If you already have an idea of how your blog will look, or you’ve seen a website that has a particular design that fits what you’re trying to achieve, then you can usually find the theme that site is using in the code:
There are a number of these types of websites you can use. Some even tell you the plugins the site is using. However, sometimes the detector might struggle to pick up the theme, or can’t analyse the website. If this happens there’s a workaround where you can view the source code directly to see the theme.
- To find it you need to right click on the webpage and go to View Page Source.
- What appears is the HTML coding for the website. Though it might look a bit overwhelming the information you’re looking for is hidden in there somewhere.
- To make finding it easier hold CMD and tap F. This activates the text search box. Type in Stylesheet and those sections of the code will be highlighted for you to see. Within this information is the theme name. In our case it’s GeneratePress.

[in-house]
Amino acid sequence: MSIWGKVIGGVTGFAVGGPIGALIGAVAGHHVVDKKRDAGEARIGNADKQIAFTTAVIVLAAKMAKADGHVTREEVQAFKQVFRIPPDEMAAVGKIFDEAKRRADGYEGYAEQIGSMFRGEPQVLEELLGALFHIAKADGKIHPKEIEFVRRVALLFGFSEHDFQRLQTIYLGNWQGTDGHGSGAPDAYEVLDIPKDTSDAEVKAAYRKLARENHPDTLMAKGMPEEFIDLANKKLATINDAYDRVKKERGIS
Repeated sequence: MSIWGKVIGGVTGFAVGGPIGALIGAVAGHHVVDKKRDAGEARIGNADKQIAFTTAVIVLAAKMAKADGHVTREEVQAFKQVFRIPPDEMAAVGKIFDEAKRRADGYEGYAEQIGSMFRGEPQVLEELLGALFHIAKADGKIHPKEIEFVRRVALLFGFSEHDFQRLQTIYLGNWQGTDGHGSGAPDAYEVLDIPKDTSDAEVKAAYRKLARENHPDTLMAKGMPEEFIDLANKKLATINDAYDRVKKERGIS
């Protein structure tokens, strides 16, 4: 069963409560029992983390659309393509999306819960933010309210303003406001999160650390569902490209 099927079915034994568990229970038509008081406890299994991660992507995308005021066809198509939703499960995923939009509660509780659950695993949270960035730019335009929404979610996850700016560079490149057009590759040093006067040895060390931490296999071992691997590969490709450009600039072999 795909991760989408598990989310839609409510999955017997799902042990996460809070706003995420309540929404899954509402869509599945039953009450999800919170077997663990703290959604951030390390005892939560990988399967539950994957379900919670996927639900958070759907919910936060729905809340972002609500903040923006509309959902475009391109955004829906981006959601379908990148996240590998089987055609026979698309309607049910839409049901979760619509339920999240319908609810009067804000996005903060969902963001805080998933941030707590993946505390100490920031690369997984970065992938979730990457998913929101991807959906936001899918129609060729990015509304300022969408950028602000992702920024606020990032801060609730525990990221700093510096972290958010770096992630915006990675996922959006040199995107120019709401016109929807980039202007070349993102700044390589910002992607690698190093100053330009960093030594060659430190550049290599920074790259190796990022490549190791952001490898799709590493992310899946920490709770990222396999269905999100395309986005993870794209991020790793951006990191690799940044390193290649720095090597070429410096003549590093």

- Watch the video below to see how it’s done.
Is it transferable?
Simply put do the features in your theme exist on alternative themes? Are you able to change to a different theme without having to make many changes to your design? Some themes may become monetised if they’re successful or they may be pulled which means transferring to a new theme. You might even fancy a change and want a whole new look for your site. If this happens you’ll save yourself a lot of time and effort if it’s easy to transfer over. So try not to pick a theme that’s bloated with too much extra ‘stuff.’